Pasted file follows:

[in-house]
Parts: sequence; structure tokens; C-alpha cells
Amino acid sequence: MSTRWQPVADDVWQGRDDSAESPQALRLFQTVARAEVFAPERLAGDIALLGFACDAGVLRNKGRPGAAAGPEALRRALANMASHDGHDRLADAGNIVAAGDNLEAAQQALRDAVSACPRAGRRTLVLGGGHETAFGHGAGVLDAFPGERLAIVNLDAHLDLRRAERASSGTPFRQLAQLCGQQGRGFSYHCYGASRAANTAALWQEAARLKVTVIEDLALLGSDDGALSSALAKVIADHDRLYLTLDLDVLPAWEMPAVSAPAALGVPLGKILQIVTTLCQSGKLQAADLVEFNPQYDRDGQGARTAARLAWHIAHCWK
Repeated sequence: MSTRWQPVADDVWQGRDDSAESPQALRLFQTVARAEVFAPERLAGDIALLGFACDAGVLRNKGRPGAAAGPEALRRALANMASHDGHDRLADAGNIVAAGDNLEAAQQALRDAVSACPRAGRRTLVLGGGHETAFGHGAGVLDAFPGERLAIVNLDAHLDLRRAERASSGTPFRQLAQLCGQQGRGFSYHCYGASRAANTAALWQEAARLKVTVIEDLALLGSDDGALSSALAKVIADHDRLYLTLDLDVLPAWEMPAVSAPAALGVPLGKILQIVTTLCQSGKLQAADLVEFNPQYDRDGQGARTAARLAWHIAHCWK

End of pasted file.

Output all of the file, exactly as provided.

[in-house]
Parts: sequence; structure tokens; C-alpha cells
Amino acid sequence: MSTRWQPVADDVWQGRDDSAESPQALRLFQTVARAEVFAPERLAGDIALLGFACDAGVLRNKGRPGAAAGPEALRRALANMASHDGHDRLADAGNIVAAGDNLEAAQQALRDAVSACPRAGRRTLVLGGGHETAFGHGAGVLDAFPGERLAIVNLDAHLDLRRAERASSGTPFRQLAQLCGQQGRGFSYHCYGASRAANTAALWQEAARLKVTVIEDLALLGSDDGALSSALAKVIADHDRLYLTLDLDVLPAWEMPAVSAPAALGVPLGKILQIVTTLCQSGKLQAADLVEFNPQYDRDGQGARTAARLAWHIAHCWK
Repeated sequence: MSTRWQPVADDVWQGRDDSAESPQALRLFQTVARAEVFAPERLAGDIALLGFACDAGVLRNKGRPGAAAGPEALRRALANMASHDGHDRLADAGNIVAAGDNLEAAQQALRDAVSACPRAGRRTLVLGGGHETAFGHGAGVLDAFPGERLAIVNLDAHLDLRRAERASSGTPFRQLAQLCGQQGRGFSYHCYGASRAANTAALWQEAARLKVTVIEDLALLGSDDGALSSALAKVIADHDRLYLTLDLDVLPAWEMPAVSAPAALGVPLGKILQIVTTLCQSGKLQAADLVEFNPQYDRDGQGARTAARLAWHIAHCWK